SRU announces inaugural President’s Awards for Civic Engagement
The first recipients of the President’s Award for Civic Engagement at Slippery Rock University include the Student Nonprofit Alliance receiving the Student Civic Leadership Award. Members of SNA have hosted events centered around public issues such as the Hunger Banquet, a poverty simulation event that raised money for the Slippery Rock Area School District Weekend Food Program.
March 28, 2018
SLIPPERY ROCK, Pa. - Slippery Rock University will present its inaugural President's Awards for Civic Engagement -- recognizing students, employees and community partners -- at a private reception, April 9, at the President's Residence.
SRU's Office of Civic Engagement Learning managed the process. Award winners were selected by OCEL-recruited independent selection committees that reviewed more than 20 nominees.
"The recipients represent excellence in community engagement," said Jeffrey Rathlef, SRU director of community-engaged learning. "By practicing civic engagement, they have further developed a culture of collaboration that has strengthened partnerships and addressed public issues. We're very pleased with the number of nominations, especially for the first year, and we plan to continue recognizing individuals each year."
The winner of the President's Student Civic Leadership Award, recognizing an individual student or student organization that models a deep commitment to civic responsibility and leadership, is the Student Nonprofit Alliance. The SNA, a student-run nonprofit organization, has integrated civic engagement into the university experience by choosing a public issue to address for one week each semester and hosting events around issues such as mental health, poverty, homelessness and hunger. The SNA has worked with community agencies such as the Butler County Department of Human Services to receive funding for a youth leadership program called "SPEAK UP," as well as a program for adults with intellectual disabilities called "We Belong Together."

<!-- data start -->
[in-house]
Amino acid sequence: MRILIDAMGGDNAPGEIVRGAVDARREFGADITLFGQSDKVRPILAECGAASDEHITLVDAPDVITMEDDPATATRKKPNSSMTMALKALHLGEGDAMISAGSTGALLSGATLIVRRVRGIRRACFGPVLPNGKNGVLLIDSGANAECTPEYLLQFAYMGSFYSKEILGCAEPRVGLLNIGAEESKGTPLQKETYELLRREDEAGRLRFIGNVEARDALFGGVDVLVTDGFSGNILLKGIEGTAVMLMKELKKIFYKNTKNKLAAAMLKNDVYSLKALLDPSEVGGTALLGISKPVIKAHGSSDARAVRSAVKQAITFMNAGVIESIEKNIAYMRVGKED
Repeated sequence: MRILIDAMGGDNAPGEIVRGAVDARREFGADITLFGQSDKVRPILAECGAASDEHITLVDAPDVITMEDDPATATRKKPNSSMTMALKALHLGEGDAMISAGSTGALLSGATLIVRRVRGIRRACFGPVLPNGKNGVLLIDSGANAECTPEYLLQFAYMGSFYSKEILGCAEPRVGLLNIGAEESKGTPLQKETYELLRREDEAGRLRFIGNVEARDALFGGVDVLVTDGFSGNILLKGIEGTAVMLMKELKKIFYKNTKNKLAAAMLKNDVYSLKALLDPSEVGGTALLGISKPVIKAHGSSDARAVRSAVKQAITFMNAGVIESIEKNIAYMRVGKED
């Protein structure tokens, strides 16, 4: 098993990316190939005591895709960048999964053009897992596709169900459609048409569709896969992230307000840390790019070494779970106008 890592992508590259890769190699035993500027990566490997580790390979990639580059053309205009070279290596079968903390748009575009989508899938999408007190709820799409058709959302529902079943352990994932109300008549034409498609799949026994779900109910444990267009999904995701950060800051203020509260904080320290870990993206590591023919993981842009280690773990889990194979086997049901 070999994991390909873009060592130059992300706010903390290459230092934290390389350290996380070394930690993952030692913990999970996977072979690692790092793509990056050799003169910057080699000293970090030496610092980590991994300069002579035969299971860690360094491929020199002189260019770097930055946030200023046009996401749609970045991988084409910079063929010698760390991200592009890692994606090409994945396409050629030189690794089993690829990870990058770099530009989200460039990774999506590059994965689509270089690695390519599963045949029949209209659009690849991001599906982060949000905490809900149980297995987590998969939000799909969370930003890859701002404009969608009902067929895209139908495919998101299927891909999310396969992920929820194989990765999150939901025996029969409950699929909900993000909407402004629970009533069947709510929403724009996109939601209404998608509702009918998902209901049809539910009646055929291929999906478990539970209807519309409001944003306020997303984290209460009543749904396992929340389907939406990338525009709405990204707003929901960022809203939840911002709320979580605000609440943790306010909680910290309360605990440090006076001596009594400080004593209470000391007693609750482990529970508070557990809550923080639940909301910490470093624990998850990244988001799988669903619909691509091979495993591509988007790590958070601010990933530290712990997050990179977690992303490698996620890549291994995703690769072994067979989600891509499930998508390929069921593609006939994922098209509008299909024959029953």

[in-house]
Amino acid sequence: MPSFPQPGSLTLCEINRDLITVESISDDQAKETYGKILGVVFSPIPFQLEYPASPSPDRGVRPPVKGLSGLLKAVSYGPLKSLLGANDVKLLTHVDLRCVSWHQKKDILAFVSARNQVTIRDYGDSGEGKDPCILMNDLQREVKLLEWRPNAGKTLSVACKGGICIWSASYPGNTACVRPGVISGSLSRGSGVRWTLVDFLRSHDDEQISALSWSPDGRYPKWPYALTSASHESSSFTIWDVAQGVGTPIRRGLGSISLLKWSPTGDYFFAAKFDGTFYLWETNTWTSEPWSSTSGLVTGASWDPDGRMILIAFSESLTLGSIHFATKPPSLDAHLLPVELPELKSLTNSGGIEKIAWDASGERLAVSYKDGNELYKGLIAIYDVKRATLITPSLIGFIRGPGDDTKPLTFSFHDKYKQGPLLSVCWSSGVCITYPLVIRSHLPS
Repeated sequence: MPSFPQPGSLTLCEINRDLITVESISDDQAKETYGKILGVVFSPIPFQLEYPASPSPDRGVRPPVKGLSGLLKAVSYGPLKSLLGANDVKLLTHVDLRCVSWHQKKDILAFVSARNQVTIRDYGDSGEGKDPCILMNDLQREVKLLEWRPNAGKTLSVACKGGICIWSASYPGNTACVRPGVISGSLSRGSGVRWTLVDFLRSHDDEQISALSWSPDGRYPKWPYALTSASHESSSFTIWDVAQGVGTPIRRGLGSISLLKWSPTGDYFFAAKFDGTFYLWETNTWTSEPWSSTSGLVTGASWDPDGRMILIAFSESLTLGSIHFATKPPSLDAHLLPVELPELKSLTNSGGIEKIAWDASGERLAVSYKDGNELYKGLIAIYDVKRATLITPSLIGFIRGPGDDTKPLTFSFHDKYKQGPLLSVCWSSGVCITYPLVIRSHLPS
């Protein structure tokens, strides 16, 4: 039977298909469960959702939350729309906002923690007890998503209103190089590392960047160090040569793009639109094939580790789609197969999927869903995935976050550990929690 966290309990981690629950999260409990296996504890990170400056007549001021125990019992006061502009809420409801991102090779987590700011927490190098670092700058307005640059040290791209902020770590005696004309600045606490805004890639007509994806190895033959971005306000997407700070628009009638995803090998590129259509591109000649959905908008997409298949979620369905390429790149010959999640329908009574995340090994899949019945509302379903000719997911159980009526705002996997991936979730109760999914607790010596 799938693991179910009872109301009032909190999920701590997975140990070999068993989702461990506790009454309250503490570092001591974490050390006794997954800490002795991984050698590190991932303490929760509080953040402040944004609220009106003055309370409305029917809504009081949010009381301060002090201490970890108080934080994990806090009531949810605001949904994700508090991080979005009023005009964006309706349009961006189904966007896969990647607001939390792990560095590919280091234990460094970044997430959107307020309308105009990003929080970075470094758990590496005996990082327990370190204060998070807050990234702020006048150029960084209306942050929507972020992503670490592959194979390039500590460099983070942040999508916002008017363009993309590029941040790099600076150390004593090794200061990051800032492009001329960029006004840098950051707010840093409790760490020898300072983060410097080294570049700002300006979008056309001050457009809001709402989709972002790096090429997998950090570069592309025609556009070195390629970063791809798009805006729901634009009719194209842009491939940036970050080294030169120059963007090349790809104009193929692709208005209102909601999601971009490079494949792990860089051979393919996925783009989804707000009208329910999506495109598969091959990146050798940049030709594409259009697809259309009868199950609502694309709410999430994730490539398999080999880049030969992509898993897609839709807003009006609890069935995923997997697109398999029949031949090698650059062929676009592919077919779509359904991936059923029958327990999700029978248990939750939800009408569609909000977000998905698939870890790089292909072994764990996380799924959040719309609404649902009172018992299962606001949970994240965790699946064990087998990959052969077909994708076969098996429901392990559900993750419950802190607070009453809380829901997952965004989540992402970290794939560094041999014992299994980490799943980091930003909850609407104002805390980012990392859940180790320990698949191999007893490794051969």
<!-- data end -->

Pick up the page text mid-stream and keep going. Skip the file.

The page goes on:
"Receiving this award is exciting because working in the nonprofit sector is sometimes a thankless job and to be recognized is very meaningful," said Madison Roxbury, a senior dual major in communication and interdisciplinary studies from Butler, who serves as SNA's director of external affairs. "Civic engagement is important to us because we focus on social justice issues and it's important to get people involved and mobilize people to help."
The winner of the President's Civic Engagement Ambassador Award, recognizing an individual or group from SRU's faculty or staff that has advanced the University's civic mission, are three faculty members from the recreational therapy program: Betsy Kemeny, assistant professor; Colleen Cooke, professor; and Deborah Hutchins, assistant professor and chair of the Department of Parks, Conservation and Recreational Therapy.
The trio has formed strong partnerships that have supported student civic action and service learning opportunities with several agencies. Examples include Kemeny partnering with the Butler YMCA and SRU's Storm Harbor Equestrian Center to run programs for youth on the autism spectrum, called Camp ROCK and the TRAILS program, respectively, as well as a program at Storm Harbor for disabled military veterans through the Veterans Administration. Cooke and Hutchins have partnered with group homes and personal care homes such as Allegheny Valley Schools and La Casa, respectively, to provide recreational therapy services and interventions conducted by SRU students, as well as other programs that have supported adults with visual impairments, mental illnesses and other physical challenges.
"The work we do with our partners teaches our students advocacy for people with disabilities," Cooke said. "These are important learning opportunities so that the students can apply what they learn in the classroom and it teaches them how to get involved and work with other people."
"It's always good to be recognized, but it's not why we do it," Hutchins said. "Doing all these activities and integrating them into the classroom takes a considerable amount of time and energy beyond just teaching a class, but it really benefits the students and (based on our feedback) the practical experience is what is remembered and valued the most."
The winner of the President's Community Partner Award, recognizing a community-based organization that has improved the community through a reciprocal partnership with SRU, is the Human Services Center, a mental health treatment provider in New Castle.
The HSC, of one of the agencies that partners with SRU's Social Work Department, provides students with service-learning opportunities that are incorporated with classes through each of the four years of the program. SRU students learn from HSC practitioners and by their junior year, design and facilitate educational group sessions with HSC clients, helping them develop life skills to become independent and integrated members of the community. Additionally, at least two SRU students intern with HSC each semester and during the summer.
"I've never received any awards like this before, so it was unexpected and really cool to be recognized," said Laurlyn Smith, HSC's psychiatric rehabilitation services director. "I love working with the students and having them work with our folks. It's a wonderful experience for the students because we all learn a lot in the classroom, but it's nothing like working with real people, especially when you're going to be working with them in the field."
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